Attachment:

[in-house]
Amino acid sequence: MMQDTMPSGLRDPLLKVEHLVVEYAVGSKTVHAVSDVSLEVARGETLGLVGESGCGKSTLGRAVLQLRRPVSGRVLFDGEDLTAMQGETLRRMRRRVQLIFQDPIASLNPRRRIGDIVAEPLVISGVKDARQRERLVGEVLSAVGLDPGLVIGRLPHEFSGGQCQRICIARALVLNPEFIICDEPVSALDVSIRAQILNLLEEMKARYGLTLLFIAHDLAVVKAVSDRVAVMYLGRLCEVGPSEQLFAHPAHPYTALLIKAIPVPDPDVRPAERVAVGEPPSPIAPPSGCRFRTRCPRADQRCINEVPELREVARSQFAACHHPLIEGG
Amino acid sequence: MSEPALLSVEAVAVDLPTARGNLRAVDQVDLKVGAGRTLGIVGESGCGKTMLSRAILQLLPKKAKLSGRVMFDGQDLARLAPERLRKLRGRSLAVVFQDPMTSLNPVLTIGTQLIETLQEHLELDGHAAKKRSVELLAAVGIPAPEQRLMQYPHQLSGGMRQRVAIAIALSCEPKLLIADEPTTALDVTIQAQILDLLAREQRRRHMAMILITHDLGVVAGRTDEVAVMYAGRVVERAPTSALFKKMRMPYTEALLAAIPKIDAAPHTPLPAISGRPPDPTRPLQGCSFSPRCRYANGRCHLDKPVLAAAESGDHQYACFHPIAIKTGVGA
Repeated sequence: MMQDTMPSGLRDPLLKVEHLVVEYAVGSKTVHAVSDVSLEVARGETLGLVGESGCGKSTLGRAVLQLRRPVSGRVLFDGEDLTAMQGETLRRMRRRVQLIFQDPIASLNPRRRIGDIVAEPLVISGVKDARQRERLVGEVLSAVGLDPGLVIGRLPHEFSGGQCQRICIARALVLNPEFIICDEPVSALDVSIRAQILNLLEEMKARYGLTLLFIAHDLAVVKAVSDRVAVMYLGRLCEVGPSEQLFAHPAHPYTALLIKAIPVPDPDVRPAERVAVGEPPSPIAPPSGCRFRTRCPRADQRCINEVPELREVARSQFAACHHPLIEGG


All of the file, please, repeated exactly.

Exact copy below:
[in-house]
Amino acid sequence: MMQDTMPSGLRDPLLKVEHLVVEYAVGSKTVHAVSDVSLEVARGETLGLVGESGCGKSTLGRAVLQLRRPVSGRVLFDGEDLTAMQGETLRRMRRRVQLIFQDPIASLNPRRRIGDIVAEPLVISGVKDARQRERLVGEVLSAVGLDPGLVIGRLPHEFSGGQCQRICIARALVLNPEFIICDEPVSALDVSIRAQILNLLEEMKARYGLTLLFIAHDLAVVKAVSDRVAVMYLGRLCEVGPSEQLFAHPAHPYTALLIKAIPVPDPDVRPAERVAVGEPPSPIAPPSGCRFRTRCPRADQRCINEVPELREVARSQFAACHHPLIEGG
Amino acid sequence: MSEPALLSVEAVAVDLPTARGNLRAVDQVDLKVGAGRTLGIVGESGCGKTMLSRAILQLLPKKAKLSGRVMFDGQDLARLAPERLRKLRGRSLAVVFQDPMTSLNPVLTIGTQLIETLQEHLELDGHAAKKRSVELLAAVGIPAPEQRLMQYPHQLSGGMRQRVAIAIALSCEPKLLIADEPTTALDVTIQAQILDLLAREQRRRHMAMILITHDLGVVAGRTDEVAVMYAGRVVERAPTSALFKKMRMPYTEALLAAIPKIDAAPHTPLPAISGRPPDPTRPLQGCSFSPRCRYANGRCHLDKPVLAAAESGDHQYACFHPIAIKTGVGA
Repeated sequence: MMQDTMPSGLRDPLLKVEHLVVEYAVGSKTVHAVSDVSLEVARGETLGLVGESGCGKSTLGRAVLQLRRPVSGRVLFDGEDLTAMQGETLRRMRRRVQLIFQDPIASLNPRRRIGDIVAEPLVISGVKDARQRERLVGEVLSAVGLDPGLVIGRLPHEFSGGQCQRICIARALVLNPEFIICDEPVSALDVSIRAQILNLLEEMKARYGLTLLFIAHDLAVVKAVSDRVAVMYLGRLCEVGPSEQLFAHPAHPYTALLIKAIPVPDPDVRPAERVAVGEPPSPIAPPSGCRFRTRCPRADQRCINEVPELREVARSQFAACHHPLIEGG